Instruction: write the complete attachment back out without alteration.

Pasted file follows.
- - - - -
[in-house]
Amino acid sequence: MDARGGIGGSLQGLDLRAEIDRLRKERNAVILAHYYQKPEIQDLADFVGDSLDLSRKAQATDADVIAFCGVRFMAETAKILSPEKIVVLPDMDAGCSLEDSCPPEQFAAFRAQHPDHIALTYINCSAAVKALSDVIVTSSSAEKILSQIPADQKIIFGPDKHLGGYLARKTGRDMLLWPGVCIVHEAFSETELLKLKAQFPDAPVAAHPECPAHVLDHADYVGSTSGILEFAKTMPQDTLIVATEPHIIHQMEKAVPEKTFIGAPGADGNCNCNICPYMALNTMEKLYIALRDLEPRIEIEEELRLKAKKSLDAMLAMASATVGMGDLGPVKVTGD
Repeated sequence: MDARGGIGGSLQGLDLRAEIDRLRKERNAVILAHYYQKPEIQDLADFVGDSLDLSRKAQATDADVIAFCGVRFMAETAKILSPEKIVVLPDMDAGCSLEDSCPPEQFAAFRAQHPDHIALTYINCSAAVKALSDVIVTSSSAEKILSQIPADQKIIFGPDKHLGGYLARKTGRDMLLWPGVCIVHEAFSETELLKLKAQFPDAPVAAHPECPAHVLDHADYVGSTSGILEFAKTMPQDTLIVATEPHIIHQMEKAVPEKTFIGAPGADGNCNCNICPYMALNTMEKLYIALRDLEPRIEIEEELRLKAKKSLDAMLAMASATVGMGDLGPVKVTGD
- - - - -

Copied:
[in-house]
Amino acid sequence: MDARGGIGGSLQGLDLRAEIDRLRKERNAVILAHYYQKPEIQDLADFVGDSLDLSRKAQATDADVIAFCGVRFMAETAKILSPEKIVVLPDMDAGCSLEDSCPPEQFAAFRAQHPDHIALTYINCSAAVKALSDVIVTSSSAEKILSQIPADQKIIFGPDKHLGGYLARKTGRDMLLWPGVCIVHEAFSETELLKLKAQFPDAPVAAHPECPAHVLDHADYVGSTSGILEFAKTMPQDTLIVATEPHIIHQMEKAVPEKTFIGAPGADGNCNCNICPYMALNTMEKLYIALRDLEPRIEIEEELRLKAKKSLDAMLAMASATVGMGDLGPVKVTGD
Repeated sequence: MDARGGIGGSLQGLDLRAEIDRLRKERNAVILAHYYQKPEIQDLADFVGDSLDLSRKAQATDADVIAFCGVRFMAETAKILSPEKIVVLPDMDAGCSLEDSCPPEQFAAFRAQHPDHIALTYINCSAAVKALSDVIVTSSSAEKILSQIPADQKIIFGPDKHLGGYLARKTGRDMLLWPGVCIVHEAFSETELLKLKAQFPDAPVAAHPECPAHVLDHADYVGSTSGILEFAKTMPQDTLIVATEPHIIHQMEKAVPEKTFIGAPGADGNCNCNICPYMALNTMEKLYIALRDLEPRIEIEEELRLKAKKSLDAMLAMASATVGMGDLGPVKVTGD